Theatre Review: Peter Pan at Gawthorpe Hall

ADVENTURE: The Peter Pan cast at Gawthorpe Hall (s)
ADVENTURE: The Peter Pan cast at Gawthorpe Hall (s)

Gawthorpe Hall’s grounds were transformed into the fantastical world of Neverland in Off The Ground Theatre’s latest production of Peter Pan.

Telling J.M Barrie’s infamous tale about a boy that doesn’t want to grow up, the company brought to life some of literature’s most well-loved characters with energy and enthusiasm.

While the rain held off for the most part, the cast remained dedicated to their roles when sudden showers did occur, and Eleanor Stephens (Mrs Darling and Hook) even managed to put on a brave face after spraining her ankle.

There were moments when audibility became an issue, but that is an expectation that comes with most outdoor productions. For the most part, the ambience created truly was magical, children and adults alike enjoying the script, the characterisations, and, of course, the homemade picnics.

Joel Bates’s enjoyment of playing Pan truly transmitted into the realms of the audience, while Sarah Hillman made a delightfully polite and captivating Wendy.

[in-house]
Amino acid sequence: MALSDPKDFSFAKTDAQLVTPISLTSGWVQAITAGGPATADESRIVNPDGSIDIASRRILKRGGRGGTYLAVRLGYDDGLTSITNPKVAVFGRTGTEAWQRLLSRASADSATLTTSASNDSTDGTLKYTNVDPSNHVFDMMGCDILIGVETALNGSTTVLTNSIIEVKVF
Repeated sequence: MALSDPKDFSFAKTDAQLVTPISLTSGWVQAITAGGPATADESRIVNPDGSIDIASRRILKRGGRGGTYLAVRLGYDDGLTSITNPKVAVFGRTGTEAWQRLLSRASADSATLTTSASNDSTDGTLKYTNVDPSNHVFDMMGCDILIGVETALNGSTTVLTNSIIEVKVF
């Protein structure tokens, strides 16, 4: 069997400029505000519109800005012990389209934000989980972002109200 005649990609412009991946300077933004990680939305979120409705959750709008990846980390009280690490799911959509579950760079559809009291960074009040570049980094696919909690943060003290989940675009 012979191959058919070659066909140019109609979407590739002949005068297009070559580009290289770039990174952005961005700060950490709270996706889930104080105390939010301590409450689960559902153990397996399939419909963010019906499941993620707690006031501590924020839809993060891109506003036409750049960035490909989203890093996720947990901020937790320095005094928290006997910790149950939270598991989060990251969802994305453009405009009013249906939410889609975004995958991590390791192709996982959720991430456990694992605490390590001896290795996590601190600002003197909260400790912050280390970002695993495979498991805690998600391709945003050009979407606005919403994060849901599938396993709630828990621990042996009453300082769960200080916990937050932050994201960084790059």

Jay Crawford won the crown for best comedy act as Wendy’s brother John, and Joey Weldon also deserves praise for her stubborn and humorous portrayal of Tinkerbell.

A special mention must go to the ensemble work of The Lost Boys and The Pirates, who worked together superbly to create some of the most stand-out moments in the whole show.

In particular, a scene where The Lost Boys decide to disguise themselves as a totem pole left the audience in stitches. Director Dan Meigh has obviously worked exceptionally hard to have his visions translated, and it shows.

From the innovative use of set and props, to the impressive fight choreography and flying, this is a production that most certainly left its audience believing. A must-see.